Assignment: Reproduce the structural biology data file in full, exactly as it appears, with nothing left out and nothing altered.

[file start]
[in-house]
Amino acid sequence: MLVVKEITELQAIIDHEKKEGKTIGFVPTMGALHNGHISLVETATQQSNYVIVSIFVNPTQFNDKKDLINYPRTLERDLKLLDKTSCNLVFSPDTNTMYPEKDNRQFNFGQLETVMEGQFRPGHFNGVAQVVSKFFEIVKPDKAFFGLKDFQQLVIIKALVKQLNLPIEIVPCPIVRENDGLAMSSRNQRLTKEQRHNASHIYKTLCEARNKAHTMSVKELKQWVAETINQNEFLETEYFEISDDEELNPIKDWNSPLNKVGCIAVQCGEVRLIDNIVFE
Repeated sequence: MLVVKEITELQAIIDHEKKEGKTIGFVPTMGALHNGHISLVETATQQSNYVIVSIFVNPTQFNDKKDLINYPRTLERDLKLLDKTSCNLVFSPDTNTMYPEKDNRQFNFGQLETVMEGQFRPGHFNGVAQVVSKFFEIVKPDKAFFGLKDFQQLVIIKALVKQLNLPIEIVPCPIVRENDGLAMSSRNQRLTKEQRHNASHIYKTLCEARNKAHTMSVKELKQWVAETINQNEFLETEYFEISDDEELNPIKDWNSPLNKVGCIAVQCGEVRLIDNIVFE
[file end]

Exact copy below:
[in-house]
Amino acid sequence: MLVVKEITELQAIIDHEKKEGKTIGFVPTMGALHNGHISLVETATQQSNYVIVSIFVNPTQFNDKKDLINYPRTLERDLKLLDKTSCNLVFSPDTNTMYPEKDNRQFNFGQLETVMEGQFRPGHFNGVAQVVSKFFEIVKPDKAFFGLKDFQQLVIIKALVKQLNLPIEIVPCPIVRENDGLAMSSRNQRLTKEQRHNASHIYKTLCEARNKAHTMSVKELKQWVAETINQNEFLETEYFEISDDEELNPIKDWNSPLNKVGCIAVQCGEVRLIDNIVFE
Repeated sequence: MLVVKEITELQAIIDHEKKEGKTIGFVPTMGALHNGHISLVETATQQSNYVIVSIFVNPTQFNDKKDLINYPRTLERDLKLLDKTSCNLVFSPDTNTMYPEKDNRQFNFGQLETVMEGQFRPGHFNGVAQVVSKFFEIVKPDKAFFGLKDFQQLVIIKALVKQLNLPIEIVPCPIVRENDGLAMSSRNQRLTKEQRHNASHIYKTLCEARNKAHTMSVKELKQWVAETINQNEFLETEYFEISDDEELNPIKDWNSPLNKVGCIAVQCGEVRLIDNIVFE